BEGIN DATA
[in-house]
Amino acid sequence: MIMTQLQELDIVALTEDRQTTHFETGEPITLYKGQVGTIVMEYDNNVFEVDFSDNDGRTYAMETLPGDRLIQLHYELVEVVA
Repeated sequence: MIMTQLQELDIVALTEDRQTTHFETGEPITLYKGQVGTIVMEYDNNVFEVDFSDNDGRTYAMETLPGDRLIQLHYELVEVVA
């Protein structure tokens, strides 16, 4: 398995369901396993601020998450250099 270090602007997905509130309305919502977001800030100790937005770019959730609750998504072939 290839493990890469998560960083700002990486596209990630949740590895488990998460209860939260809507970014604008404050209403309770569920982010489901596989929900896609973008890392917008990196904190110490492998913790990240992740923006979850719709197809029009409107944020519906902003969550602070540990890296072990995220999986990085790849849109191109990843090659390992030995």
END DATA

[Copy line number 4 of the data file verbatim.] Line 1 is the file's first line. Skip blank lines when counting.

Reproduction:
């Protein structure tokens, strides 16, 4: 398995369901396993601020998450250099 270090602007997905509130309305919502977001800030100790937005770019959730609750998504072939 290839493990890469998560960083700002990486596209990630949740590895488990998460209860939260809507970014604008404050209403309770569920982010489901596989929900896609973008890392917008990196904190110490492998913790990240992740923006979850719709197809029009409107944020519906902003969550602070540990890296072990995220999986990085790849849109191109990843090659390992030995």